Hosting WordPress in the App Engine flexible environment

This tutorial shows how to deploy a small WordPress site to the App Engine flexible environment.

Objectives

  • Create a Cloud SQL Second Generation instance.
  • Configure a sample WordPress site.
  • Deploy the sample WordPress site to the App Engine flexible environment.

Costs

Before you begin

  1. Sign in to your Google Cloud account. If you're new to Google Cloud, create an account to evaluate how our products perform in real-world scenarios. New customers also get $300 in free credits to run, test, and deploy workloads.
  2. In the Google Cloud Console, on the project selector page, select or create a Google Cloud project.

    Go to project selector

  3. Make sure that billing is enabled for your Cloud project. Learn how to confirm that billing is enabled for your project.

  4. Enable the required APIs.

    Enable the APIs

  5. Install and initialize the Cloud SDK.
  6. Create credentials by following these steps:
    • In the Cloud Console, go to the Credentials page.

      Open the API Credentials Page

    • Click Create credentials and select Service account key.
    • Select Service account > App Engine default service account.
    • Click Create.
    • Save the downloaded key in a secure place.
  7. Install PHP and Composer.
  8. Download the Cloud SQL Proxy and make it executable. Also add the location of the Cloud SQL Proxy executable file to your PATH environment variable.
  9. Install a MySQL client and verify that the location of the mysql executable file is in your PATH environment variable.

Creating and configuring a Cloud SQL Second Generation instance

  1. Create a Cloud SQL Second Generation instance:

    gcloud sql instances create tutorial-sql-instance \
        --activation-policy=ALWAYS \
        --tier=db-n1-standard-1 \
        --region=us-central1
    
  2. Set the root password for your instance:

    gcloud sql users set-password root --instance tutorial-sql-instance \
        --password [YOUR_SQL_ROOT_PASSWORD] \
        --host %
    

    where [YOUR_SQL_ROOT_PASSWORD] is a secure password of your choice.

  3. Download and run the Cloud SQL Proxy:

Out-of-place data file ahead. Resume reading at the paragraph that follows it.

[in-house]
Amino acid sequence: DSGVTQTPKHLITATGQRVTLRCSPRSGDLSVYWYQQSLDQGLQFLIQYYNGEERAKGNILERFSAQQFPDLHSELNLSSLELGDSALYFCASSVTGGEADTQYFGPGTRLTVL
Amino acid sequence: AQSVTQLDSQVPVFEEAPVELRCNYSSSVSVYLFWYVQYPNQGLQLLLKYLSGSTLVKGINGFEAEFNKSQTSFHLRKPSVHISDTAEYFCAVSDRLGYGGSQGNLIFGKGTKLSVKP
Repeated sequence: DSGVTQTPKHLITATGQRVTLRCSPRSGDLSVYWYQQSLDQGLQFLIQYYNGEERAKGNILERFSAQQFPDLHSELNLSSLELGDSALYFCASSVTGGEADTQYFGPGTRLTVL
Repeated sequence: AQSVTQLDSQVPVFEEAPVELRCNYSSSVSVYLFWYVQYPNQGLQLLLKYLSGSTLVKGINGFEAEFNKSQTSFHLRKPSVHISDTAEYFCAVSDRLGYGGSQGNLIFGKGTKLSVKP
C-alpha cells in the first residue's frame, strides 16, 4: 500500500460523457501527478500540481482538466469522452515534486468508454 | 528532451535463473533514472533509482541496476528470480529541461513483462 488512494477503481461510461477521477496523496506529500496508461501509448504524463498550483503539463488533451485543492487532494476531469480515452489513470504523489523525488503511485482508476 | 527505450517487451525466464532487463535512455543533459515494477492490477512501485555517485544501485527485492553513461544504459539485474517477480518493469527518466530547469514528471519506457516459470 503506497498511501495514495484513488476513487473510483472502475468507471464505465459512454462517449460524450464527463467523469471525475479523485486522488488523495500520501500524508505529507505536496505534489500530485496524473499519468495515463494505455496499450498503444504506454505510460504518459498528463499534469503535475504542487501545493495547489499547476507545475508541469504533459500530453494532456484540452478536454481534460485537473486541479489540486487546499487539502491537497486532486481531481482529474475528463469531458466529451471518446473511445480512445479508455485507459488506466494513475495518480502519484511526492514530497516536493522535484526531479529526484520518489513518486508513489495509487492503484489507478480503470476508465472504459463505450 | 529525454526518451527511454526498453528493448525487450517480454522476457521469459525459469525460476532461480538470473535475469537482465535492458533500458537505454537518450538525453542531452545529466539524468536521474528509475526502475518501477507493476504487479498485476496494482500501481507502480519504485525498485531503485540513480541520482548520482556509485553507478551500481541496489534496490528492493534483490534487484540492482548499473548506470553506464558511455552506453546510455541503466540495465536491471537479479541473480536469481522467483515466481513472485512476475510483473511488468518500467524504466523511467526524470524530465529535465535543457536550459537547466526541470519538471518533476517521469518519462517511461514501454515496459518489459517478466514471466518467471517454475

wget https://dl.google.com/cloudsql/cloud_sql_proxy.linux.amd64 -O cloud_sql_proxy
    cloud_sql_proxy \
        -dir /tmp/cloudsql \
        -instances=[YOUR_PROJECT_ID]:us-central1:tutorial-sql-instance=tcp:3306 \
        -credential_file=[PATH_TO_YOUR_SERVICE_ACCOUNT_JSON]
    

    where

    • [YOUR_PROJECT_ID] is your Google Cloud project ID.

    • [PATH_TO_YOUR_SERVICE_ACCOUNT_JSON] is the path to the service account JSON file that you downloaded previously.

    The following output indicates that the proxy is ready for new connections:

    Listening on 127.0.0.1:3306 for [YOUR_PROJECT_ID]:us-central1:tutorial-sql-instance
    Ready for new connections
    
  4. In another terminal window, create a new database and a user:

    mysql -h 127.0.0.1 -u root --password=[YOUR_SQL_ROOT_PASSWORD]
    mysql> create database tutorialdb;
    mysql> create user 'tutorial-user'@'%' identified by '[YOUR_DATABASE_PASSWORD]';
    mysql> grant all on tutorialdb.* to 'tutorial-user'@'%';
    mysql> exit
    

    where:

    • [YOUR_SQL_ROOT_PASSWORD] is the root password for your Cloud SQL instance.
    • [YOUR_DATABASE_PASSWORD] is a secure password of your choice.

Setting up the WordPress project

  1. Clone the sample repository:

    git clone https://github.com/GoogleCloudPlatform/php-docs-samples.git
    
  2. Go to the directory that contains the sample code:

    cd php-docs-samples/appengine/flexible/wordpress
    
  3. Install dependencies:

    composer install
    
  4. Run the helper script:

    php wordpress.php setup -n \
        --dir=./wordpress-project \
        --db_instance=tutorial-sql-instance \
        --db_name=tutorialdb \